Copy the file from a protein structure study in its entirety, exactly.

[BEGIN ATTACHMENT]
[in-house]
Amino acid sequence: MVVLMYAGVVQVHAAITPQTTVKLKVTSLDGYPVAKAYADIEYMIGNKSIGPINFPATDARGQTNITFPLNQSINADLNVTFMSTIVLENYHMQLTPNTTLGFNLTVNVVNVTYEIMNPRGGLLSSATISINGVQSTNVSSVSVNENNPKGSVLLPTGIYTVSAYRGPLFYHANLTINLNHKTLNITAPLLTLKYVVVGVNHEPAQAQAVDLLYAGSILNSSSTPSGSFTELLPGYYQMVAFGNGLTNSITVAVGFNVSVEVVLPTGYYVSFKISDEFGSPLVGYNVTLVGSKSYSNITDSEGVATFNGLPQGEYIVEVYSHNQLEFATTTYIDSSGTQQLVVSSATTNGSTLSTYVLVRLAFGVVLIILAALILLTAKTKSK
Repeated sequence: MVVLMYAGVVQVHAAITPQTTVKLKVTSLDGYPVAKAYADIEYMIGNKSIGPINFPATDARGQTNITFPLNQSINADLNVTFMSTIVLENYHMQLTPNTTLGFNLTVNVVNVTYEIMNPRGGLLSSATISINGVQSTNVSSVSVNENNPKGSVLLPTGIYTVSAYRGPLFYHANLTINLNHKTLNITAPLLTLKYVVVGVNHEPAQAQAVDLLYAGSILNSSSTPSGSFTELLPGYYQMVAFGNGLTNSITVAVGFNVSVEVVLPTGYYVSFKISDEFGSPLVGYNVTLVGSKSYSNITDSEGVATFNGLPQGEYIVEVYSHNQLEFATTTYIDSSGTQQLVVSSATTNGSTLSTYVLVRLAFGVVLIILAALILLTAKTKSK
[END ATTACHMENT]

[in-house]
Amino acid sequence: MVVLMYAGVVQVHAAITPQTTVKLKVTSLDGYPVAKAYADIEYMIGNKSIGPINFPATDARGQTNITFPLNQSINADLNVTFMSTIVLENYHMQLTPNTTLGFNLTVNVVNVTYEIMNPRGGLLSSATISINGVQSTNVSSVSVNENNPKGSVLLPTGIYTVSAYRGPLFYHANLTINLNHKTLNITAPLLTLKYVVVGVNHEPAQAQAVDLLYAGSILNSSSTPSGSFTELLPGYYQMVAFGNGLTNSITVAVGFNVSVEVVLPTGYYVSFKISDEFGSPLVGYNVTLVGSKSYSNITDSEGVATFNGLPQGEYIVEVYSHNQLEFATTTYIDSSGTQQLVVSSATTNGSTLSTYVLVRLAFGVVLIILAALILLTAKTKSK
Repeated sequence: MVVLMYAGVVQVHAAITPQTTVKLKVTSLDGYPVAKAYADIEYMIGNKSIGPINFPATDARGQTNITFPLNQSINADLNVTFMSTIVLENYHMQLTPNTTLGFNLTVNVVNVTYEIMNPRGGLLSSATISINGVQSTNVSSVSVNENNPKGSVLLPTGIYTVSAYRGPLFYHANLTINLNHKTLNITAPLLTLKYVVVGVNHEPAQAQAVDLLYAGSILNSSSTPSGSFTELLPGYYQMVAFGNGLTNSITVAVGFNVSVEVVLPTGYYVSFKISDEFGSPLVGYNVTLVGSKSYSNITDSEGVATFNGLPQGEYIVEVYSHNQLEFATTTYIDSSGTQQLVVSSATTNGSTLSTYVLVRLAFGVVLIILAALILLTAKTKSK